Arti Grover is a Senior Economist at the World Bank. She has extensive experience with complex analytical and operational projects on a range of topics including firm dynamics, trade, productivity, entrepreneurship, and spatial development. She has authored three books (on services trade, firm growth, and entrepreneurship), and her research has appeared in top peer-reviewed journals, as chapters in books, and as World Bank reports and policy research papers. Grover has been affiliated, in a research capacity, with the Harvard Business School and the Wharton School of the University of Pennsylvania. Prior to joining the Bank in 2009, Grover was a Doctoral Fulbright Fellow at Princeton University and an Assistant Professor at Delhi School of Economics, India.

Sanjay Kathuria is Lead Economist and Coordinator, South Asia Regional Integration, in the World Bank’s Macroeconomics, Trade, and Investment Global Practice, based in Washington, DC. During his more than 27 years at the World Bank, he has worked in several regions, including Europe and Central Asia, Latin America and the Caribbean, and South Asia. Prior to joining the World Bank, he was a Fellow at the Indian Council for Research on International Economic Relations in New Delhi. He graduated from St. Stephen’s College, and he received his master’s degree from the Delhi School of Economics and his doctorate from Oxford University. His research interests include economic growth, international trade and trade policy, economic integration, competitiveness, technology development, fiscal policy, and financial sector development.

Aaditya Mattoo is Chief Economist of the East Asia and Pacific Region of the World Bank. He specializes in development, trade, and international cooperation, and provides policy advice to governments. He is also Co-Director of the World Development Report 2020 on global value chains. Prior to this, he was the Research Manager, Trade and Integration, at the World Bank. Before joining the Bank, he was Economic Counselor at the World Trade Organization and taught economics at the University of Sussex and Churchill College, Cambridge University. He holds a PhD in economics from the University of Cambridge, and an MPhil in economics from the University of Oxford. He has published on development, trade, trade in services, and international trade agreements in academic and other journals, and his work has been cited in the Economist, Financial Times, New York Times, and Time magazine.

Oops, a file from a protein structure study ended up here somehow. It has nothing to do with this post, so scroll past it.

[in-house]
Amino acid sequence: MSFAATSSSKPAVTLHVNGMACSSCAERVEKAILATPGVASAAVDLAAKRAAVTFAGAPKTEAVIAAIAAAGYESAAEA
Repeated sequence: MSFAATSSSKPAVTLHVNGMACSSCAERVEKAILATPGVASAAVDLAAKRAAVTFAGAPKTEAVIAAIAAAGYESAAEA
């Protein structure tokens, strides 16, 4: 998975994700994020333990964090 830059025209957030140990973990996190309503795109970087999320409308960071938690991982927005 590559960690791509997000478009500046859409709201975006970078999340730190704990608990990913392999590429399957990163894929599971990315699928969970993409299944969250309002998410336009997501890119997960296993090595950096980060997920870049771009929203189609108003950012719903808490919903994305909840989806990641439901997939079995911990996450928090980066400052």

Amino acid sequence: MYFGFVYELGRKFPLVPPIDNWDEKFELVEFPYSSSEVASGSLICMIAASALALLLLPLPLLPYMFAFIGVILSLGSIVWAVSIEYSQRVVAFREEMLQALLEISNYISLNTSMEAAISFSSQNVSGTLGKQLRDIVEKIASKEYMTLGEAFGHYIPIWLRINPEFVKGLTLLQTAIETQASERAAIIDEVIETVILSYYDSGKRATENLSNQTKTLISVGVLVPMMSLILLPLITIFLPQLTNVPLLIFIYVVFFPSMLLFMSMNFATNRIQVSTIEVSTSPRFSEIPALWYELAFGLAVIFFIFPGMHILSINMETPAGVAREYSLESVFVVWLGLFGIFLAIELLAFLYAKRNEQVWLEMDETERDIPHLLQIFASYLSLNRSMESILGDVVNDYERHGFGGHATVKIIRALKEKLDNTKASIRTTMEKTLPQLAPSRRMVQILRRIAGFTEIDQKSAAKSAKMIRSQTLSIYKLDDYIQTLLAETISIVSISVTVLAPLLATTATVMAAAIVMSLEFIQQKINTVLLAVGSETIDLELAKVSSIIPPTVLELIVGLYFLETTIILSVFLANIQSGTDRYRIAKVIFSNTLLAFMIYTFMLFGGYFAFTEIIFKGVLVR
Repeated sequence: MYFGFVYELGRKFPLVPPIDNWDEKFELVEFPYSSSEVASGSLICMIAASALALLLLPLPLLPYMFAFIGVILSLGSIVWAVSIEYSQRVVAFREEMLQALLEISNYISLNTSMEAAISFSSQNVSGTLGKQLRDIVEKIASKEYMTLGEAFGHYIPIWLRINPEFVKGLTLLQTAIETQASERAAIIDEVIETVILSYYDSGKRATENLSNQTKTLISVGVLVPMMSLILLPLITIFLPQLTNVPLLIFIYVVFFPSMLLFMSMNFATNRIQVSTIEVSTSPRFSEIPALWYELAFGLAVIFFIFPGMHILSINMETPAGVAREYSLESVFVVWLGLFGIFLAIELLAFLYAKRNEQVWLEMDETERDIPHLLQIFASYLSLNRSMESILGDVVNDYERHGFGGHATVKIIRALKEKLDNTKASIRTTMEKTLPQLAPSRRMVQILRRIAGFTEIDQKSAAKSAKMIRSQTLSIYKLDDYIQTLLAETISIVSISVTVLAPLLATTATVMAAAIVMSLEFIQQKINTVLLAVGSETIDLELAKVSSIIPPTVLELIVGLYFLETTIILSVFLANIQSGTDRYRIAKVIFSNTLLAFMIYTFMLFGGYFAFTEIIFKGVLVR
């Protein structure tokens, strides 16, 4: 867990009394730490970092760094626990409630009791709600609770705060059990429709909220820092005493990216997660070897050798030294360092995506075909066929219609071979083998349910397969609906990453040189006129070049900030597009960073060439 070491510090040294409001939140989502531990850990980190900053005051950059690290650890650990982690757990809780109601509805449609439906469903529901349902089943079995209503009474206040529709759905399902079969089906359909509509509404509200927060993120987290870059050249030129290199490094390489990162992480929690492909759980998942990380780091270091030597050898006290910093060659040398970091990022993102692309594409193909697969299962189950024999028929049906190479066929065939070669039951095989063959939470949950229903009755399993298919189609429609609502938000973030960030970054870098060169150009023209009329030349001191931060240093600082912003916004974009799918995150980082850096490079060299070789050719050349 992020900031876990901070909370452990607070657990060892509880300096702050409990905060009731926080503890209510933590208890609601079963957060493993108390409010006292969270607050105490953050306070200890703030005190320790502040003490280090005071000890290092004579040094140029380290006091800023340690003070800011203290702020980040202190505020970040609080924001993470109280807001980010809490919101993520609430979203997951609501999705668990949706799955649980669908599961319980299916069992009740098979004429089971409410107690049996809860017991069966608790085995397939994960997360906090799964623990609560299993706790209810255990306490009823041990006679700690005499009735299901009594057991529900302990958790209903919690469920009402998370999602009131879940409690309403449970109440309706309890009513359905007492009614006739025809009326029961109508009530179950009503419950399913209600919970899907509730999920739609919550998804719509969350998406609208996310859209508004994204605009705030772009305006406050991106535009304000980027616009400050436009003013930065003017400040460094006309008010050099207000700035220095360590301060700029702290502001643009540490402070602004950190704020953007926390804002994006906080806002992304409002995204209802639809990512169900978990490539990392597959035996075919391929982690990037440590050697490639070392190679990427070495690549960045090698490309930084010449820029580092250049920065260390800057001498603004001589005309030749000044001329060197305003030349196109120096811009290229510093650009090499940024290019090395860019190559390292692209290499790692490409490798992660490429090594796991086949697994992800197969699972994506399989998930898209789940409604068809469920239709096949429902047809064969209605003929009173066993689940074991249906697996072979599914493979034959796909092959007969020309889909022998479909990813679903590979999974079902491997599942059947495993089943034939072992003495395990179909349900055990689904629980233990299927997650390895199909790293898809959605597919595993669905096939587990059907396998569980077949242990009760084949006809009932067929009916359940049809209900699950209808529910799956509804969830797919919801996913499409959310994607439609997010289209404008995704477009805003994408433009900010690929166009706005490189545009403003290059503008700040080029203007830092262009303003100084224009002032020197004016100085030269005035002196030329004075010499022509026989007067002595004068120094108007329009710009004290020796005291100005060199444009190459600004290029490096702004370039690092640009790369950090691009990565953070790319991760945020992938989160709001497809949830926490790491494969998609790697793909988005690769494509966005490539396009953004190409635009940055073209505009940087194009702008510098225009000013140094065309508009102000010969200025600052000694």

Viviana Maria Eugenia Perego is an Economist at the World Bank, where she works on themes related to competitiveness, agriculture, and rural livelihoods. Her current projects focus on productive alliances in agriculture, the efficiency of special economic zones, disruptive technologies, the labor market integration of fragile populations, and food systems’ resilience to climate change. Viviana holds a DPhil (PhD) in economics from the University of Oxford, from which she graduated in 2017 with a thesis on the drivers of development in open economies. Prior to joining the World Bank, she collaborated with institutions such as the International Labour Organization, UNICEF, and the Bank of Italy, as well as leading research centers such as J-PAL (Abdul Latif Jameel Poverty Action Lab) at the Massachusetts Institute of Technology and the Centre for the Study of African Economies at Oxford.


Target Audience:

This book is for the people interested in e-commerce, transaction costs, data protection and cybersecurity.